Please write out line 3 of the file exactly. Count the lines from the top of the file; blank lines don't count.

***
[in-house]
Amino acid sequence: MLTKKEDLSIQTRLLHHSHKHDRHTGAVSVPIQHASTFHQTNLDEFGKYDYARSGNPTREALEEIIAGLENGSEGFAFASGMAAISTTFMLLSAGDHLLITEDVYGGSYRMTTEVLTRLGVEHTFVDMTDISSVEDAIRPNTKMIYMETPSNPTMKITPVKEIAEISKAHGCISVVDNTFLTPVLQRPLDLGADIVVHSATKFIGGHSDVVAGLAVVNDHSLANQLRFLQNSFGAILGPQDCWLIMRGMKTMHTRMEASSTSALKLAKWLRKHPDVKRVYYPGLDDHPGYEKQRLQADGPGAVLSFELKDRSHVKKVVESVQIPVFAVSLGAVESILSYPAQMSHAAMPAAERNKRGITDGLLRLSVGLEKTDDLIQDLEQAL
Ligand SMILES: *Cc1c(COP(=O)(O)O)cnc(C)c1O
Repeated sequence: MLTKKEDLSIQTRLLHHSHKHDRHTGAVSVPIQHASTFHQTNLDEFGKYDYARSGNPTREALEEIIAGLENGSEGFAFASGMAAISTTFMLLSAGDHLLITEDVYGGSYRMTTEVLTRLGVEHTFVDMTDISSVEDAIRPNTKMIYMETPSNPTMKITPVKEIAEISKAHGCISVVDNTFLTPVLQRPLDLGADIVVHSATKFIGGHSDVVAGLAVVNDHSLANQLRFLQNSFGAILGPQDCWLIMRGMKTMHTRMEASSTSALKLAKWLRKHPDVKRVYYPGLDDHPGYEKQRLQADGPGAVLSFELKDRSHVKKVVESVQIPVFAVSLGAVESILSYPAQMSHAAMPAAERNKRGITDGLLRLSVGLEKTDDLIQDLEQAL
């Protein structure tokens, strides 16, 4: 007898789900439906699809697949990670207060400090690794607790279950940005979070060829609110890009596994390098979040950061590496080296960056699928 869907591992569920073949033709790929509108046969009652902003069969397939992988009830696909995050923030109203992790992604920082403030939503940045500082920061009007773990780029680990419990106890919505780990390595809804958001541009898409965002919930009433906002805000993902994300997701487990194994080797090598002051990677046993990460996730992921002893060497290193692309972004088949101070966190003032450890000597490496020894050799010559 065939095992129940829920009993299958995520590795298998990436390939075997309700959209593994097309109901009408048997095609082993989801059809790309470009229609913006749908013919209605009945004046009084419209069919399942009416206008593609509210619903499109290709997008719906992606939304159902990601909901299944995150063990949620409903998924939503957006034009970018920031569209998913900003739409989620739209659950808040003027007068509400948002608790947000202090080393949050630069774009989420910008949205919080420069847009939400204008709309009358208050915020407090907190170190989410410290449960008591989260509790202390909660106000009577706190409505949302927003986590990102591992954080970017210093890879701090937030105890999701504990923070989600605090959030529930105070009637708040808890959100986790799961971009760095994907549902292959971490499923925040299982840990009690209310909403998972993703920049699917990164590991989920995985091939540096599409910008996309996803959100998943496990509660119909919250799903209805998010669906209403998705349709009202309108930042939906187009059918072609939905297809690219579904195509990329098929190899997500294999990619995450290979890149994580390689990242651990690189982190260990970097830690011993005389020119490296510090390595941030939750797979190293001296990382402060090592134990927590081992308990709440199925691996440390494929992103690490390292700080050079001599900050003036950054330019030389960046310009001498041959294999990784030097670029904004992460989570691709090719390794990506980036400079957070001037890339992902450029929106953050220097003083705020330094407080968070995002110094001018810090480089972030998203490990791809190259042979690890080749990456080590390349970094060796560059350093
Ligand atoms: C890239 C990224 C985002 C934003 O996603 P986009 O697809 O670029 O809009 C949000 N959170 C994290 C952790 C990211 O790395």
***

Ligand SMILES: *Cc1c(COP(=O)(O)O)cnc(C)c1O